IATA: Worldwide e-ticketing in 100 days

Jakarta, Indonesia: The International Air Transport Association (IATA) has said that it has begun an important countdown -100 days to 100 per cent e-ticketing. ''In 100 days the paper ticket gets put in a museum. On June 1, 2008 we will achieve 100 per cent electronic ticketing,'' said Giovanni Bisignani, director general and CEO, IATA.

IATA began the drive to 100 per cent e-ticketing as part of its Simplifying the Business programme in June 2004 with the dual goals of making travel and shipping more convenient and more cost efficient.

The programme began with five projects-Bar Coded Boarding Passes (BCBP), Common Use Kiosks for Self Service (CUSS), RFID for aviation, e-ticketing and e-freight with annual industry savings of $6.5 billion. It has since expanded to include the self-service oriented Fast Travel project and an industry Baggage Improvement Programme.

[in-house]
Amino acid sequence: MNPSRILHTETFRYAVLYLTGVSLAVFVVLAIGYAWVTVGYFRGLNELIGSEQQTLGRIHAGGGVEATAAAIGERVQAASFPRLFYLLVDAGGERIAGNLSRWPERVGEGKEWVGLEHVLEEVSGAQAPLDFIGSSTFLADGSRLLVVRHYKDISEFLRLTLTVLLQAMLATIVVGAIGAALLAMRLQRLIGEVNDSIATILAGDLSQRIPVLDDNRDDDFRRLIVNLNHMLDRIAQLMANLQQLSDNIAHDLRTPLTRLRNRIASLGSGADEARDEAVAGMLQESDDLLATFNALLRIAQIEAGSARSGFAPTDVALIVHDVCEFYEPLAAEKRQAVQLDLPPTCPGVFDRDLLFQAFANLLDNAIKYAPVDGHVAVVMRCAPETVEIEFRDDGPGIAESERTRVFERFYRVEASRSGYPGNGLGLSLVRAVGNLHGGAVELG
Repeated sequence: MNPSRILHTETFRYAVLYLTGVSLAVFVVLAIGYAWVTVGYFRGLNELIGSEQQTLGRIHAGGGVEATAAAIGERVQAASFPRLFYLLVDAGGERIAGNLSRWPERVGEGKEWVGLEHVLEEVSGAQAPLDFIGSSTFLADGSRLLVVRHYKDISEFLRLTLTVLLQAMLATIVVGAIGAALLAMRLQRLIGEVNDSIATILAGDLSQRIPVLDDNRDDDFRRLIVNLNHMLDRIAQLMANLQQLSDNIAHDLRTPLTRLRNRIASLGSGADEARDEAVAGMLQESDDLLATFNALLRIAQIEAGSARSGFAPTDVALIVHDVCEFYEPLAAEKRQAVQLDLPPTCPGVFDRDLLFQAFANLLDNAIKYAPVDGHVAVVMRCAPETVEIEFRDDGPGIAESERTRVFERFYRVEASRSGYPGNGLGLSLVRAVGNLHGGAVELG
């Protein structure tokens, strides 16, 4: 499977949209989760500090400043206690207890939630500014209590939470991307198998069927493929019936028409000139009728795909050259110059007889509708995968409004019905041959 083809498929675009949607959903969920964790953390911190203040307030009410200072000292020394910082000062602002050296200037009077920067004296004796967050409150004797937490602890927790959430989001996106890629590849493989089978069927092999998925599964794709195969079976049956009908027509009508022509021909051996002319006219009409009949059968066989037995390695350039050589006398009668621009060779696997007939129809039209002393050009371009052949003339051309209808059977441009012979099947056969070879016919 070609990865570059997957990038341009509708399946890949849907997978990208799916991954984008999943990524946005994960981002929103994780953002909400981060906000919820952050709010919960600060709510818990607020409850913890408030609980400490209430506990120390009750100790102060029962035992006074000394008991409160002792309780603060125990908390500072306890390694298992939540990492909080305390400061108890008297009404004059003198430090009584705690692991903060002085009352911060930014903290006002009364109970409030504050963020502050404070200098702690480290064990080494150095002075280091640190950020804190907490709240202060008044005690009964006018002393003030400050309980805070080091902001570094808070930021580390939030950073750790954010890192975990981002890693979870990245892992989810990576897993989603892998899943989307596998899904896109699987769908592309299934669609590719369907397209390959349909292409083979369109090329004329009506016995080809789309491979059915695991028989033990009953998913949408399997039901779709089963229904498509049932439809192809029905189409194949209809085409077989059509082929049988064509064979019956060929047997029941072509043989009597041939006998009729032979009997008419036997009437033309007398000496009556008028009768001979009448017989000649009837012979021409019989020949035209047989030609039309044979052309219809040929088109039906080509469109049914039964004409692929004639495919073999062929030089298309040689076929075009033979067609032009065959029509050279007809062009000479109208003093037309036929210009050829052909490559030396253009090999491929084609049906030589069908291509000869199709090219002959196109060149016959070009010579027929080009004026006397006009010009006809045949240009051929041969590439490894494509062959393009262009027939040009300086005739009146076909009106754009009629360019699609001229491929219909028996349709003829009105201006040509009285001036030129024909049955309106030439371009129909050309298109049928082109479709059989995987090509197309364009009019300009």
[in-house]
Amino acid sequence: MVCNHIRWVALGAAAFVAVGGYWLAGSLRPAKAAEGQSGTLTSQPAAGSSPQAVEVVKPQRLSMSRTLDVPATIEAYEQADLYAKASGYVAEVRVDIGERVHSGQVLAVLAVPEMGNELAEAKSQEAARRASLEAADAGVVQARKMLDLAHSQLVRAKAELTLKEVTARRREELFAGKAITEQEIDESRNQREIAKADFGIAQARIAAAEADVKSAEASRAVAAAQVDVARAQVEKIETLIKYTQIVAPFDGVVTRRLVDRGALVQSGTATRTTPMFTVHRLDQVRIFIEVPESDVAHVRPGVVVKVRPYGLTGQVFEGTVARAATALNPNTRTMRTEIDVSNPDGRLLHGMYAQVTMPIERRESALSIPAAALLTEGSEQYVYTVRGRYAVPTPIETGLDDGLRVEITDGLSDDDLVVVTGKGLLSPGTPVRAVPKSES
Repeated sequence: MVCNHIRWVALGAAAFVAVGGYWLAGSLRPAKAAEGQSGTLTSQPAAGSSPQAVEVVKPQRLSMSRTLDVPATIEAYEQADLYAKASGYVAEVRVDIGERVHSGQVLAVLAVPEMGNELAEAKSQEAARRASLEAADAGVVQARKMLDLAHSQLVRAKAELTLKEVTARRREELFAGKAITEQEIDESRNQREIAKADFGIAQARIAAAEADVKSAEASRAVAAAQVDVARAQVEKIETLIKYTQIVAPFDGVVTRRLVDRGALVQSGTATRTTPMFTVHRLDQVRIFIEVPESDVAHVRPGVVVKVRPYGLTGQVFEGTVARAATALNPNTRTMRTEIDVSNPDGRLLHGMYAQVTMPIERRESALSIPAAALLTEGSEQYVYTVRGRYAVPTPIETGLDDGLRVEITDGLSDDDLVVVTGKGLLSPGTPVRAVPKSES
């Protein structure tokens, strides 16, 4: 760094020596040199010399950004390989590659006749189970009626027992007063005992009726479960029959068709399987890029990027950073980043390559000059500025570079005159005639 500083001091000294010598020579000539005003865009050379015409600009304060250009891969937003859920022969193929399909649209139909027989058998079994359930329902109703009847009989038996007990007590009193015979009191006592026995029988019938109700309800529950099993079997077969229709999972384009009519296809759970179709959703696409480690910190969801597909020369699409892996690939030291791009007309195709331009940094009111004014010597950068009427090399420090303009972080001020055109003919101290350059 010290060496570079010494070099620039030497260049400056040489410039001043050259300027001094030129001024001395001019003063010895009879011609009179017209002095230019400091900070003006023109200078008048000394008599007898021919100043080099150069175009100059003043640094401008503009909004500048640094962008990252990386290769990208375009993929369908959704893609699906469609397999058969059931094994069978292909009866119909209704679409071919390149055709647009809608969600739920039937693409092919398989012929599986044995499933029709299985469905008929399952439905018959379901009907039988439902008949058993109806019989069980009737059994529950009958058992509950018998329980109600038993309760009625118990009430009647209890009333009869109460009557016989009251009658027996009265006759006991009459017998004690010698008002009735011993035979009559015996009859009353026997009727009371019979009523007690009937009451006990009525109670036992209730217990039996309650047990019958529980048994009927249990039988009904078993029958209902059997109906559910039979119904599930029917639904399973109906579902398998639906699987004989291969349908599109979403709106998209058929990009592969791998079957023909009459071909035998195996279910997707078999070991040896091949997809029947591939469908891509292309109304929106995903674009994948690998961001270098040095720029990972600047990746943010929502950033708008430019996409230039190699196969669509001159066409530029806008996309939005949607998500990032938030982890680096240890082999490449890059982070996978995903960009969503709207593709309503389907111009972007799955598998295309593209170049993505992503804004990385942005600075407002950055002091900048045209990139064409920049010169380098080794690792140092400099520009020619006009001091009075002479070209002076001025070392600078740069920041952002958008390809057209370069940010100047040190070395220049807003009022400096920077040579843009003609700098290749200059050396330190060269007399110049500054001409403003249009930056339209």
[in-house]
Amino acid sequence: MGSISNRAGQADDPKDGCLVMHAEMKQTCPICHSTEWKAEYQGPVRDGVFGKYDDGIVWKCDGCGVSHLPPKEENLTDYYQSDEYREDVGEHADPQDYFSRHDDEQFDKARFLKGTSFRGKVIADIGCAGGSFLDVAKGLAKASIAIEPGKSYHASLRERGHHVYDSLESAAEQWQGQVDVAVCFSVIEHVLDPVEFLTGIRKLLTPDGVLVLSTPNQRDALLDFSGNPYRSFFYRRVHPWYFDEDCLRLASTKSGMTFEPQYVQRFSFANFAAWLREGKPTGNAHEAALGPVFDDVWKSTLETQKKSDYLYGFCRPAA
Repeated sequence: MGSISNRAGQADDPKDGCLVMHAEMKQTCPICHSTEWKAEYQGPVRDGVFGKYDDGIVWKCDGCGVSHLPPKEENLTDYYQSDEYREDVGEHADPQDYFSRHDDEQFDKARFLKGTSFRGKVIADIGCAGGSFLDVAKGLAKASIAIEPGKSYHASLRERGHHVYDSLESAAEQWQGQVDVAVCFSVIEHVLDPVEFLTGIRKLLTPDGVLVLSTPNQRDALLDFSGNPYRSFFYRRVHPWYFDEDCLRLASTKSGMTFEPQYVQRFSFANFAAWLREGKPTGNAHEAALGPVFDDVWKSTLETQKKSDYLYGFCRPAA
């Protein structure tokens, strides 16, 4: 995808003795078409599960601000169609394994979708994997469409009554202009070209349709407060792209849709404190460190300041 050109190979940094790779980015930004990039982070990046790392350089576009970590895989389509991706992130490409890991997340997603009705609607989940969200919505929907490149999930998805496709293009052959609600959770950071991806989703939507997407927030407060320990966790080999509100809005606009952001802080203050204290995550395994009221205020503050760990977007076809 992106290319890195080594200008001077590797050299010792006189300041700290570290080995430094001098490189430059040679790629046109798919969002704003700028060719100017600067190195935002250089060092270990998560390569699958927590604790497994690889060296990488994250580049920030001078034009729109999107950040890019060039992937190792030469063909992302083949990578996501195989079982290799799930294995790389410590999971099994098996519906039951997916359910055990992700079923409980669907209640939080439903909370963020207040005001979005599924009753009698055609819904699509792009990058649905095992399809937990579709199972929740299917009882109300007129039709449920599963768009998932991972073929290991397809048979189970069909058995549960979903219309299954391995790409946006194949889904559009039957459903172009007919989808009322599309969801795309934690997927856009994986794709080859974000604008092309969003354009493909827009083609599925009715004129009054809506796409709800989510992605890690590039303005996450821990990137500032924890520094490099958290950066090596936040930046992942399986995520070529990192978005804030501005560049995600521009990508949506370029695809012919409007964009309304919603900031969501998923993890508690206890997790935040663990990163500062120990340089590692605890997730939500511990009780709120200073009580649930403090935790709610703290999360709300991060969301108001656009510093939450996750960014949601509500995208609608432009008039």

''E-ticketing is the flagship project of Simplifying the Business. While a paper ticket costs $10 to process, e-ticketing reduces that cost to $1. The industry will save over $3 billion each year by offering the passenger a better service. There is no better win-win proposition,'' said Bisignani.

When the programme began in June 2004, only 18 per cent of tickets issued globally were e-tickets. Today e-ticketing penetration is over 93 per cent. ''It is an incredible industry success story. When we began over 28 million paper tickets were issued each month. We have reduced that number to less than 3 million,'' said Bisignani.

Challenges to the programme remain, with e-ticketing penetration in Africa at 83%, and at 84 per cent for the Middle East North Africa (MENA) region.  The region that poses the deepest concern, according to IATA, is Russia and the CIS, which have e-ticketing penetration at 54 per cent mainly because of a late start as governments in the region changed legislation to allow for e-tickets.